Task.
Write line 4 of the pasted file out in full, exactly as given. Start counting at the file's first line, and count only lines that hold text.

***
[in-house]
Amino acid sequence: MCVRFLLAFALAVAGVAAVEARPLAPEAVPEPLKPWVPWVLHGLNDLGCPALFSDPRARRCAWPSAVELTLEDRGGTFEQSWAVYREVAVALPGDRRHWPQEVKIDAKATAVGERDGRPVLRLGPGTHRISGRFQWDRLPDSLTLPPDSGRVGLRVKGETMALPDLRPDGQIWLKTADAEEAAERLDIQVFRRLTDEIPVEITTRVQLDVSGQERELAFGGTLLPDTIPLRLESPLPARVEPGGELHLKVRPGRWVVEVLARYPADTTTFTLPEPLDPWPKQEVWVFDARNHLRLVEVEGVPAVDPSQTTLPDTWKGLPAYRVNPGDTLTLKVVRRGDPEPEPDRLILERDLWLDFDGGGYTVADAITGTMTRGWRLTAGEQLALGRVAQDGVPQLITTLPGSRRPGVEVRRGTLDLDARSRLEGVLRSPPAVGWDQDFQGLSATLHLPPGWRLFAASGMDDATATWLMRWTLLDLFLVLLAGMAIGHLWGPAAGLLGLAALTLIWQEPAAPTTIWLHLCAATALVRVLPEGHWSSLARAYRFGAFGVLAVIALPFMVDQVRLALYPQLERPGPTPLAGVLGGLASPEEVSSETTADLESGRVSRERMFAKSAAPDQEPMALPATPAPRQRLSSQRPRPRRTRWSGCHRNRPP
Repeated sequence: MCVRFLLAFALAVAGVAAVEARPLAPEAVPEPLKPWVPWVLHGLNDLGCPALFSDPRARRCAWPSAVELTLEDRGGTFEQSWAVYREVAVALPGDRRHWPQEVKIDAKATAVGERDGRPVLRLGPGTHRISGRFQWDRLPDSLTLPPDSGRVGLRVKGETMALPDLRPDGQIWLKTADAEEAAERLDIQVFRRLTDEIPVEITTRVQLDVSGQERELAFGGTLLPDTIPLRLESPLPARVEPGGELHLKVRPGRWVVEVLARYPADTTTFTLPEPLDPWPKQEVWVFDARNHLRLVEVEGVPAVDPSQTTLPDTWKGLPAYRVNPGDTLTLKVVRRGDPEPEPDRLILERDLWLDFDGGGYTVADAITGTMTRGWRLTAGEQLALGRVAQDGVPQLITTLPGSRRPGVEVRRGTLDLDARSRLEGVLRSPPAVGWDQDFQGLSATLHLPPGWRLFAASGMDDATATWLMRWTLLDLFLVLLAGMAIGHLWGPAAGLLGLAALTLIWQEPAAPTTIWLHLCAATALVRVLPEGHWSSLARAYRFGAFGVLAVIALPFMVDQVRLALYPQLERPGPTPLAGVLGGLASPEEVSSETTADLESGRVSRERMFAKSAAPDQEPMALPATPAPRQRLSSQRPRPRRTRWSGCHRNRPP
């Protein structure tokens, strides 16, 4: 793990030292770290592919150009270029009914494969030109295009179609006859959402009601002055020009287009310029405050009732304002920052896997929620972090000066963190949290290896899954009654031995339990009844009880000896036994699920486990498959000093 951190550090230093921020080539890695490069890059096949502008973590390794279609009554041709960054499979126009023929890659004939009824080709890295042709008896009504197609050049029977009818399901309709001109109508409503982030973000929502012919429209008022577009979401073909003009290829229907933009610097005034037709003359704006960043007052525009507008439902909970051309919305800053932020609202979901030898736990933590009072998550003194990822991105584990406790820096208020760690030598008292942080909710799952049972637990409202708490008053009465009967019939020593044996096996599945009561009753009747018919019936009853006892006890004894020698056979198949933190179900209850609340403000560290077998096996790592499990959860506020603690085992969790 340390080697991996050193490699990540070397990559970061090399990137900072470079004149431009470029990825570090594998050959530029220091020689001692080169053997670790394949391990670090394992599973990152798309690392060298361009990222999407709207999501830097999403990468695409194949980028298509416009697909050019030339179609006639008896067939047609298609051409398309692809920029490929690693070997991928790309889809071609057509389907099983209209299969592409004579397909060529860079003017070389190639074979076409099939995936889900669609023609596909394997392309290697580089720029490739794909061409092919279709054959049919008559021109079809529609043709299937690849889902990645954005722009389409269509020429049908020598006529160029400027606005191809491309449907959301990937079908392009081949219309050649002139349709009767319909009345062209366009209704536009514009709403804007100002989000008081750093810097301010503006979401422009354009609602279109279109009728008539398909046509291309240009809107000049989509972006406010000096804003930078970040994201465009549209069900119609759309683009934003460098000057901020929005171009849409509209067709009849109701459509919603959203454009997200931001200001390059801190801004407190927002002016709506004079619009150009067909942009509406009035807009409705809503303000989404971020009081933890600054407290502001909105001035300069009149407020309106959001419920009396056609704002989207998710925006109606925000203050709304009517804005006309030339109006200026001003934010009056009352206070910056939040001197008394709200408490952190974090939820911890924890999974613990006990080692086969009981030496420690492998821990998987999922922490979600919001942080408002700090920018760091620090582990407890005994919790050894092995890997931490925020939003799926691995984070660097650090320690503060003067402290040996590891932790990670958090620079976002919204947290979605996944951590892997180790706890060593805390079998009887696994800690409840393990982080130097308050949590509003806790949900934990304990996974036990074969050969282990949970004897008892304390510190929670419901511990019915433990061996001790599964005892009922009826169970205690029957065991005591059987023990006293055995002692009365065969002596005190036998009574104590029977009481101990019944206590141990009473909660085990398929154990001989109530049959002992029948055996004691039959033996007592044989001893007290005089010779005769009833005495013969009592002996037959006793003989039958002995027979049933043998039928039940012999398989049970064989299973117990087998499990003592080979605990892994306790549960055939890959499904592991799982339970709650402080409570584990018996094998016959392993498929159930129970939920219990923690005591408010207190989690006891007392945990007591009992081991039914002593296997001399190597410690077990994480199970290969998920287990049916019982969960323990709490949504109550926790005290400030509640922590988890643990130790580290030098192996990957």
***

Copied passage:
């Protein structure tokens, strides 16, 4: 793990030292770290592919150009270029009914494969030109295009179609006859959402009601002055020009287009310029405050009732304002920052896997929620972090000066963190949290290896899954009654031995339990009844009880000896036994699920486990498959000093 951190550090230093921020080539890695490069890059096949502008973590390794279609009554041709960054499979126009023929890659004939009824080709890295042709008896009504197609050049029977009818399901309709001109109508409503982030973000929502012919429209008022577009979401073909003009290829229907933009610097005034037709003359704006960043007052525009507008439902909970051309919305800053932020609202979901030898736990933590009072998550003194990822991105584990406790820096208020760690030598008292942080909710799952049972637990409202708490008053009465009967019939020593044996096996599945009561009753009747018919019936009853006892006890004894020698056979198949933190179900209850609340403000560290077998096996790592499990959860506020603690085992969790 340390080697991996050193490699990540070397990559970061090399990137900072470079004149431009470029990825570090594998050959530029220091020689001692080169053997670790394949391990670090394992599973990152798309690392060298361009990222999407709207999501830097999403990468695409194949980028298509416009697909050019030339179609006639008896067939047609298609051409398309692809920029490929690693070997991928790309889809071609057509389907099983209209299969592409004579397909060529860079003017070389190639074979076409099939995936889900669609023609596909394997392309290697580089720029490739794909061409092919279709054959049919008559021109079809529609043709299937690849889902990645954005722009389409269509020429049908020598006529160029400027606005191809491309449907959301990937079908392009081949219309050649002139349709009767319909009345062209366009209704536009514009709403804007100002989000008081750093810097301010503006979401422009354009609602279109279109009728008539398909046509291309240009809107000049989509972006406010000096804003930078970040994201465009549209069900119609759309683009934003460098000057901020929005171009849409509209067709009849109701459509919603959203454009997200931001200001390059801190801004407190927002002016709506004079619009150009067909942009509406009035807009409705809503303000989404971020009081933890600054407290502001909105001035300069009149407020309106959001419920009396056609704002989207998710925006109606925000203050709304009517804005006309030339109006200026001003934010009056009352206070910056939040001197008394709200408490952190974090939820911890924890999974613990006990080692086969009981030496420690492998821990998987999922922490979600919001942080408002700090920018760091620090582990407890005994919790050894092995890997931490925020939003799926691995984070660097650090320690503060003067402290040996590891932790990670958090620079976002919204947290979605996944951590892997180790706890060593805390079998009887696994800690409840393990982080130097308050949590509003806790949900934990304990996974036990074969050969282990949970004897008892304390510190929670419901511990019915433990061996001790599964005892009922009826169970205690029957065991005591059987023990006293055995002692009365065969002596005190036998009574104590029977009481101990019944206590141990009473909660085990398929154990001989109530049959002992029948055996004691039959033996007592044989001893007290005089010779005769009833005495013969009592002996037959006793003989039958002995027979049933043998039928039940012999398989049970064989299973117990087998499990003592080979605990892994306790549960055939890959499904592991799982339970709650402080409570584990018996094998016959392993498929159930129970939920219990923690005591408010207190989690006891007392945990007591009992081991039914002593296997001399190597410690077990994480199970290969998920287990049916019982969960323990709490949504109550926790005290400030509640922590988890643990130790580290030098192996990957």